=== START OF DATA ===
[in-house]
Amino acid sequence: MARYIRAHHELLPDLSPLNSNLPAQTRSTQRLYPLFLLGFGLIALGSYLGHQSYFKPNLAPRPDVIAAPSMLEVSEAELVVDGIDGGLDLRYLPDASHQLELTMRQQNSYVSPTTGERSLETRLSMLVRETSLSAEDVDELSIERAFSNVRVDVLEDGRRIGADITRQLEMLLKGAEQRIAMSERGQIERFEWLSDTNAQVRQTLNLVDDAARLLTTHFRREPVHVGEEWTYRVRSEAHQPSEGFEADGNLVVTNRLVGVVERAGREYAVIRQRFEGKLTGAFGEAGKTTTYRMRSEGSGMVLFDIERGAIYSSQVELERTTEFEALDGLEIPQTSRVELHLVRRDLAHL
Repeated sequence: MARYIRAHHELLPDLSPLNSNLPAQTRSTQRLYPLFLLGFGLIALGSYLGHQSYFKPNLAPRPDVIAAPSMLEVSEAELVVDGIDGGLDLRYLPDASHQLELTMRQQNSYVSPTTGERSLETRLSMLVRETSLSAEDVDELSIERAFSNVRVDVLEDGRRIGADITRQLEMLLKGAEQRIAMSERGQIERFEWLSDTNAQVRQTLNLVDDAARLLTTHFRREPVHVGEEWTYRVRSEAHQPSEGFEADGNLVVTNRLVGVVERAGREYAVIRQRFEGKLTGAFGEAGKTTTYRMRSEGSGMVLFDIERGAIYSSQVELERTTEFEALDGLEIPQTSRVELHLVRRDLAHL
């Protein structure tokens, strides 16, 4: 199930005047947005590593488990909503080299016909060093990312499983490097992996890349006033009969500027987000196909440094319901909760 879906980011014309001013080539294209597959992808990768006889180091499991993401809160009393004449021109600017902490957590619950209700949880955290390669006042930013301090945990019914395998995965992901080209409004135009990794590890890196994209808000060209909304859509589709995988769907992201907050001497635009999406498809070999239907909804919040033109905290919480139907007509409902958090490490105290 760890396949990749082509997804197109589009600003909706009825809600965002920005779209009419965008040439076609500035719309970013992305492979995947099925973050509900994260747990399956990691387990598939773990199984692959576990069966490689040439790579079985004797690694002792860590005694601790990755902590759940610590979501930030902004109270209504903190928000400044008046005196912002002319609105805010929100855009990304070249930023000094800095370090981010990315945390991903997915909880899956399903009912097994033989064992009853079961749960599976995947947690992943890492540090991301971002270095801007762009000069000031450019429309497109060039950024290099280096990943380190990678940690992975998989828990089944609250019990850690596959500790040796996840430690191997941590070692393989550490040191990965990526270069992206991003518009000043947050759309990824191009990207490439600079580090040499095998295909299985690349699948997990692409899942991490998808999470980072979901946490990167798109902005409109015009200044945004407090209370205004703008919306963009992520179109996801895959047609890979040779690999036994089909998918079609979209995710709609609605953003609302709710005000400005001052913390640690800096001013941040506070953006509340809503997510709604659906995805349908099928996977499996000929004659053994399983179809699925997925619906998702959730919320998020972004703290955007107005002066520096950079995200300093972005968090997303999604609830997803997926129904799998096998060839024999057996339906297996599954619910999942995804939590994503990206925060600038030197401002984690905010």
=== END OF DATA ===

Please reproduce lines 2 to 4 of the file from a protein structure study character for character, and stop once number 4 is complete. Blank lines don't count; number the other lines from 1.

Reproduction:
Amino acid sequence: MARYIRAHHELLPDLSPLNSNLPAQTRSTQRLYPLFLLGFGLIALGSYLGHQSYFKPNLAPRPDVIAAPSMLEVSEAELVVDGIDGGLDLRYLPDASHQLELTMRQQNSYVSPTTGERSLETRLSMLVRETSLSAEDVDELSIERAFSNVRVDVLEDGRRIGADITRQLEMLLKGAEQRIAMSERGQIERFEWLSDTNAQVRQTLNLVDDAARLLTTHFRREPVHVGEEWTYRVRSEAHQPSEGFEADGNLVVTNRLVGVVERAGREYAVIRQRFEGKLTGAFGEAGKTTTYRMRSEGSGMVLFDIERGAIYSSQVELERTTEFEALDGLEIPQTSRVELHLVRRDLAHL
Repeated sequence: MARYIRAHHELLPDLSPLNSNLPAQTRSTQRLYPLFLLGFGLIALGSYLGHQSYFKPNLAPRPDVIAAPSMLEVSEAELVVDGIDGGLDLRYLPDASHQLELTMRQQNSYVSPTTGERSLETRLSMLVRETSLSAEDVDELSIERAFSNVRVDVLEDGRRIGADITRQLEMLLKGAEQRIAMSERGQIERFEWLSDTNAQVRQTLNLVDDAARLLTTHFRREPVHVGEEWTYRVRSEAHQPSEGFEADGNLVVTNRLVGVVERAGREYAVIRQRFEGKLTGAFGEAGKTTTYRMRSEGSGMVLFDIERGAIYSSQVELERTTEFEALDGLEIPQTSRVELHLVRRDLAHL
């Protein structure tokens, strides 16, 4: 199930005047947005590593488990909503080299016909060093990312499983490097992996890349006033009969500027987000196909440094319901909760 879906980011014309001013080539294209597959992808990768006889180091499991993401809160009393004449021109600017902490957590619950209700949880955290390669006042930013301090945990019914395998995965992901080209409004135009990794590890890196994209808000060209909304859509589709995988769907992201907050001497635009999406498809070999239907909804919040033109905290919480139907007509409902958090490490105290 760890396949990749082509997804197109589009600003909706009825809600965002920005779209009419965008040439076609500035719309970013992305492979995947099925973050509900994260747990399956990691387990598939773990199984692959576990069966490689040439790579079985004797690694002792860590005694601790990755902590759940610590979501930030902004109270209504903190928000400044008046005196912002002319609105805010929100855009990304070249930023000094800095370090981010990315945390991903997915909880899956399903009912097994033989064992009853079961749960599976995947947690992943890492540090991301971002270095801007762009000069000031450019429309497109060039950024290099280096990943380190990678940690992975998989828990089944609250019990850690596959500790040796996840430690191997941590070692393989550490040191990965990526270069992206991003518009000043947050759309990824191009990207490439600079580090040499095998295909299985690349699948997990692409899942991490998808999470980072979901946490990167798109902005409109015009200044945004407090209370205004703008919306963009992520179109996801895959047609890979040779690999036994089909998918079609979209995710709609609605953003609302709710005000400005001052913390640690800096001013941040506070953006509340809503997510709604659906995805349908099928996977499996000929004659053994399983179809699925997925619906998702959730919320998020972004703290955007107005002066520096950079995200300093972005968090997303999604609830997803997926129904799998096998060839024999057996339906297996599954619910999942995804939590994503990206925060600038030197401002984690905010």